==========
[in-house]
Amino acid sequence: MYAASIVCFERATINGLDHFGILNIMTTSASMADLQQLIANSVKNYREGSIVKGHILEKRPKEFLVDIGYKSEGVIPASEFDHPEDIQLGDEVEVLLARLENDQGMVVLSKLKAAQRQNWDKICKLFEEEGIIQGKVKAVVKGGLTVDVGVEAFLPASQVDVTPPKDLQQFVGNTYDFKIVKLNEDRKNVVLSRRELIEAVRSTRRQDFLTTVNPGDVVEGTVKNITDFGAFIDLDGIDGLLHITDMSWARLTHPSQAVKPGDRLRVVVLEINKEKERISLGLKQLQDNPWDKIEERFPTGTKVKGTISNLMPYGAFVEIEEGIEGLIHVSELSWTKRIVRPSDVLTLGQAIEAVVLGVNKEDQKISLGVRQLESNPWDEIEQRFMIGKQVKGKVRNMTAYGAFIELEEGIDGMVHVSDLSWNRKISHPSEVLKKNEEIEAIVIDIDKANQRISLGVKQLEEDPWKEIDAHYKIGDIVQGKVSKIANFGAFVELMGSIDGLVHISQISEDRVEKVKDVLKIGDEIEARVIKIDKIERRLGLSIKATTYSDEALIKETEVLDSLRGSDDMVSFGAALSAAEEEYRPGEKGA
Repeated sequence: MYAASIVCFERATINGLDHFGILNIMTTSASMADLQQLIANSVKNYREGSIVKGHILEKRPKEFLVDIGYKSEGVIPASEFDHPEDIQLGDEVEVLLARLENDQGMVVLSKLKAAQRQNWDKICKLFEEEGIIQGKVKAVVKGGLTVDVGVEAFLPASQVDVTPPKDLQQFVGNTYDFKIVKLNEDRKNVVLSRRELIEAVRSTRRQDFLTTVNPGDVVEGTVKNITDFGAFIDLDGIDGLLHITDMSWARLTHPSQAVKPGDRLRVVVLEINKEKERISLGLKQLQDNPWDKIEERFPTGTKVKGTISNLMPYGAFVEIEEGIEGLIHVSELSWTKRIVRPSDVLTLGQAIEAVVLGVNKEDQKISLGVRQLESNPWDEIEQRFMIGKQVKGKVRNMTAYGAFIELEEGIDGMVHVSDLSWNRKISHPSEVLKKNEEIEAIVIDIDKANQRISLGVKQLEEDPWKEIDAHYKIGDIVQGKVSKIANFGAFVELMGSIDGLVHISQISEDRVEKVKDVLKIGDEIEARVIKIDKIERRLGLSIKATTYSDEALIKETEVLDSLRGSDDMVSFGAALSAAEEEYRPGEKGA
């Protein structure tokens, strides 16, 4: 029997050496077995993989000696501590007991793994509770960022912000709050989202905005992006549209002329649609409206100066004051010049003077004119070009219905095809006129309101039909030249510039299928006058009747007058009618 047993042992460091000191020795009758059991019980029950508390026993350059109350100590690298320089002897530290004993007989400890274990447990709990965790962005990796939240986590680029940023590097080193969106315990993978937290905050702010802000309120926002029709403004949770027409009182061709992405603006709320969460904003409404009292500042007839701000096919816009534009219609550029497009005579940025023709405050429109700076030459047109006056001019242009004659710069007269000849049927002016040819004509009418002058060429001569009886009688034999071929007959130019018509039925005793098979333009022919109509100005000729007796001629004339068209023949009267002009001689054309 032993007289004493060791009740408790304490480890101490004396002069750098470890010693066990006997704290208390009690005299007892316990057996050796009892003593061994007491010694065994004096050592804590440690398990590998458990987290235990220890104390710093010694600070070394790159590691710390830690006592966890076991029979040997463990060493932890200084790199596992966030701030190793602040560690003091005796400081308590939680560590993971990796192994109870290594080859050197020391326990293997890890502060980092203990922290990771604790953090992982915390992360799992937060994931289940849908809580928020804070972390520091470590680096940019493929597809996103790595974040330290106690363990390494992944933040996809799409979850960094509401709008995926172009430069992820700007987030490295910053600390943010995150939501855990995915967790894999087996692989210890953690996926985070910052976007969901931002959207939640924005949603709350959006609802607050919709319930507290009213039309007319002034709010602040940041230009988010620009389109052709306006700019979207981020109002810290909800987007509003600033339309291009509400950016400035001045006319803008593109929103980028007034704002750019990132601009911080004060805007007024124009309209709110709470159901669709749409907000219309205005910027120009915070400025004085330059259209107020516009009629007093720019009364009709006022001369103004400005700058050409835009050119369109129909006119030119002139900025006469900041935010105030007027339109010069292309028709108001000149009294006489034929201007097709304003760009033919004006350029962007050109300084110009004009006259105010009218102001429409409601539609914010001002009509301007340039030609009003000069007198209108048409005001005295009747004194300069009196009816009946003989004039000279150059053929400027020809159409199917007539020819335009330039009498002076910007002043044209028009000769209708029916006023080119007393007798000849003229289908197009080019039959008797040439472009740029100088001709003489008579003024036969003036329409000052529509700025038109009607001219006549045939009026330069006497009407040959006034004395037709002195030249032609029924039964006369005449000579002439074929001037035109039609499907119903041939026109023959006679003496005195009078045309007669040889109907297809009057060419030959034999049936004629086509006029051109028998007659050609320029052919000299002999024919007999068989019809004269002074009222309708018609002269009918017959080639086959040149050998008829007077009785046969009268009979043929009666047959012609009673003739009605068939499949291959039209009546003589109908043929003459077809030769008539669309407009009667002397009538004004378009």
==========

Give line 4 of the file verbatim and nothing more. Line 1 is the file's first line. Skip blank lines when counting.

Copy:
């Protein structure tokens, strides 16, 4: 029997050496077995993989000696501590007991793994509770960022912000709050989202905005992006549209002329649609409206100066004051010049003077004119070009219905095809006129309101039909030249510039299928006058009747007058009618 047993042992460091000191020795009758059991019980029950508390026993350059109350100590690298320089002897530290004993007989400890274990447990709990965790962005990796939240986590680029940023590097080193969106315990993978937290905050702010802000309120926002029709403004949770027409009182061709992405603006709320969460904003409404009292500042007839701000096919816009534009219609550029497009005579940025023709405050429109700076030459047109006056001019242009004659710069007269000849049927002016040819004509009418002058060429001569009886009688034999071929007959130019018509039925005793098979333009022919109509100005000729007796001629004339068209023949009267002009001689054309 032993007289004493060791009740408790304490480890101490004396002069750098470890010693066990006997704290208390009690005299007892316990057996050796009892003593061994007491010694065994004096050592804590440690398990590998458990987290235990220890104390710093010694600070070394790159590691710390830690006592966890076991029979040997463990060493932890200084790199596992966030701030190793602040560690003091005796400081308590939680560590993971990796192994109870290594080859050197020391326990293997890890502060980092203990922290990771604790953090992982915390992360799992937060994931289940849908809580928020804070972390520091470590680096940019493929597809996103790595974040330290106690363990390494992944933040996809799409979850960094509401709008995926172009430069992820700007987030490295910053600390943010995150939501855990995915967790894999087996692989210890953690996926985070910052976007969901931002959207939640924005949603709350959006609802607050919709319930507290009213039309007319002034709010602040940041230009988010620009389109052709306006700019979207981020109002810290909800987007509003600033339309291009509400950016400035001045006319803008593109929103980028007034704002750019990132601009911080004060805007007024124009309209709110709470159901669709749409907000219309205005910027120009915070400025004085330059259209107020516009009629007093720019009364009709006022001369103004400005700058050409835009050119369109129909006119030119002139900025006469900041935010105030007027339109010069292309028709108001000149009294006489034929201007097709304003760009033919004006350029962007050109300084110009004009006259105010009218102001429409409601539609914010001002009509301007340039030609009003000069007198209108048409005001005295009747004194300069009196009816009946003989004039000279150059053929400027020809159409199917007539020819335009330039009498002076910007002043044209028009000769209708029916006023080119007393007798000849003229289908197009080019039959008797040439472009740029100088001709003489008579003024036969003036329409000052529509700025038109009607001219006549045939009026330069006497009407040959006034004395037709002195030249032609029924039964006369005449000579002439074929001037035109039609499907119903041939026109023959006679003496005195009078045309007669040889109907297809009057060419030959034999049936004629086509006029051109028998007659050609320029052919000299002999024919007999068989019809004269002074009222309708018609002269009918017959080639086959040149050998008829007077009785046969009268009979043929009666047959012609009673003739009605068939499949291959039209009546003589109908043929003459077809030769008539669309407009009667002397009538004004378009």